This is a wonderful collection of treasures from B.B. King's lengthy career. Besides telling the man's life story, this book provides the reader with ticket stubs to B.B. concerts from fifty years ago, all sorts of crystal-clear photographs of B.B. and other Bluesmen, and other amazing treasures. I picked this up for ten dollars at a local mall, and I can't recommend it enough. It's truly moving and captivating to see how a young black man from Mississippi has become the international ambassador of the Blues and has won all sorts of awards from prestigious universities and institutions. This man is living the American Dream.
The Multi-Talented Snooks Eaglin
Eaglin is a multi-talented artist. He can play Country Blues, New Orleans-style R&B, and even Rock 'N' Roll. On this disc, he plays straight-forward Country Blues. "Careless Love" is masterfully done, "High Society is nothing short of dazzling, and "Helping Hand" is an emotional experience. The liner notes are highly detailed and extensive. I highly recommend purchasing this cd. Snooks is still with us, but often plays electric Blues at small clubs and at festivals, as opposed to Country Blues music. I'd love to see him perform some day.
One Of The Greatest Electric Blues Albums Of All-Time
This album and Earl Hooker's "The Moon Is Rising" are two of the greatest electric Blues albums of all-time. There is not a bad song on this disc. Albert King also displays great versatility; "Born Under A Bad Sign" sounds nothing like "The Very Thought Of You", perhaps an odd song choice for Albert, but very well-handled. This is one of the albums that the late Stevie Ray Vaughan most admired. He was heavily influenced by Albert's playing on this record, as were scores of other Blues guitarists and Blues-Rock performers.
Pure B.B. King
Though I'm not a huge fan of the closing song, this is an amazing concert that is deserving of 5 stars. "Sweet Sixteen" alone is mind-bogglingly emotive, to the point of being irrational and out-of-control. It's a real treat to see a young B.B. perform in his prime. I saw him live in concert at Jones Beach in New York, on his 75th birthday. Buddy Guy and the great, young, immensely talented Corey Harris were also on the bill. I picked this dvd up in Itaewon, Korea, an area known for its non-Korean population. It cost me just five dollars. I highly suggest everyone check out this great, albeit short, concert.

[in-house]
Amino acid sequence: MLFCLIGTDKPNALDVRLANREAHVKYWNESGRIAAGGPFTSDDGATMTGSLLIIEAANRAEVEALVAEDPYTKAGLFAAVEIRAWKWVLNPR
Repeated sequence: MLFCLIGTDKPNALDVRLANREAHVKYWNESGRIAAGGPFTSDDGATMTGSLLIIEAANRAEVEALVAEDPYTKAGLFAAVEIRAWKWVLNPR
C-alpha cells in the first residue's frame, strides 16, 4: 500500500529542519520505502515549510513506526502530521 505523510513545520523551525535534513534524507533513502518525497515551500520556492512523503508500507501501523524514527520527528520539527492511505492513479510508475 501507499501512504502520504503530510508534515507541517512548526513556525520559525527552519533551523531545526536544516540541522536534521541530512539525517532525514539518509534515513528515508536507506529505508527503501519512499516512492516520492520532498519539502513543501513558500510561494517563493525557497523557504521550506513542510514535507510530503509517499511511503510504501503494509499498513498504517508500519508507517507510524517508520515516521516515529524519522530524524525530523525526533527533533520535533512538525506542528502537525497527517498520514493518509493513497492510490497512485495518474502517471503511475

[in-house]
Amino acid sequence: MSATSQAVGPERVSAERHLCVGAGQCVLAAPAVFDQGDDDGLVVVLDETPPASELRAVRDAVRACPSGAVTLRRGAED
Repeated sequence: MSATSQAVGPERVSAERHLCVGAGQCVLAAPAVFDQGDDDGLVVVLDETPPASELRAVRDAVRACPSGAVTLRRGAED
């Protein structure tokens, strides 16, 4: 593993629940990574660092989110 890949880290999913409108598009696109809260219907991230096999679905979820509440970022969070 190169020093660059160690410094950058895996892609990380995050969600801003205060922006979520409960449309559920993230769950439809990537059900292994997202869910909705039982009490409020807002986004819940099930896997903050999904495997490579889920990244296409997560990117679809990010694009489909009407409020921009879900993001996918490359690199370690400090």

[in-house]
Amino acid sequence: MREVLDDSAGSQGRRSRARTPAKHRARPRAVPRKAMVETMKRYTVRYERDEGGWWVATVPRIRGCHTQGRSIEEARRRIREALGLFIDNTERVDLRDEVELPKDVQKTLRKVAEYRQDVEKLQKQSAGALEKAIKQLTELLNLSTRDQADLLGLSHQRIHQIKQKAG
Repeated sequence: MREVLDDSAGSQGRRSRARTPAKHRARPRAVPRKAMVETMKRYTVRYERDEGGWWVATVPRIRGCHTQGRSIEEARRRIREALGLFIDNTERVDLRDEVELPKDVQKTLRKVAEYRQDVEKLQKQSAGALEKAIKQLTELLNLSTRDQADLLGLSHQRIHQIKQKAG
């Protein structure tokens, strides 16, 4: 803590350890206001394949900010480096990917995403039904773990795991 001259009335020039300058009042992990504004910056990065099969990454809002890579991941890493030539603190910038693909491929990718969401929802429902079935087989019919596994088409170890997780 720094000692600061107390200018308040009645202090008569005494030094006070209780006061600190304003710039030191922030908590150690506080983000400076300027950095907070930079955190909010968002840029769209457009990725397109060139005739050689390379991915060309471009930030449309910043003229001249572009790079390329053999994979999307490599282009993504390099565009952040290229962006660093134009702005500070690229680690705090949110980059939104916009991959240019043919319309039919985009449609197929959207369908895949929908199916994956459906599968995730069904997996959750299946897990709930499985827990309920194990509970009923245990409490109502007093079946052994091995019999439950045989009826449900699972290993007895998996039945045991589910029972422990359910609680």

Fantastic Freddie King Album
This is a fantastic Freddie King album, with not a single dull track on the disc. "Look On Yonder Wall" and the often-covered "I'm Your Hoochie Coochie Man" are great, despite the latter being done by everyone and their grandmother. I highly recommend picking up this disc, despite the expensive price. Perhaps it can be downloaded or a used copy can be purchased. This is essential electric Blues listening.
Worthy Of Its Reputation
This cd is worthy of its reputation, and is the last great recording by Eric Clapton. "Malted Milk", "Walkin' Blues", "Layla", which he was able to successfully alter to fit an acoustic setting, "Nobody Know You When You're Down & Out", the classic made famous by Bessie Smith and later covered by an aged Scrapper Blackwell, and "Tears In Heaven", are all exceptionally great tracks. "Hey Hey" is not one of Broonzy's better songs, so I'm not sure why Clapton chose to record it. "Old Love" is mediocre, but "Running On Faith" is wonderfully done. This disc would have been even better if Clapton would have performed the material solo, much like the legendary Bluesmen he so greatly admired used to do, day in and day out. However, he has admitted in interviews that he is not a good enough musician to do what his idols did. For those of you who doubt this, simply look up interviews with Eric Clapton done by Guitar Player magazine. This is also the reason that his tribute record to Robert Johnson was not done alone.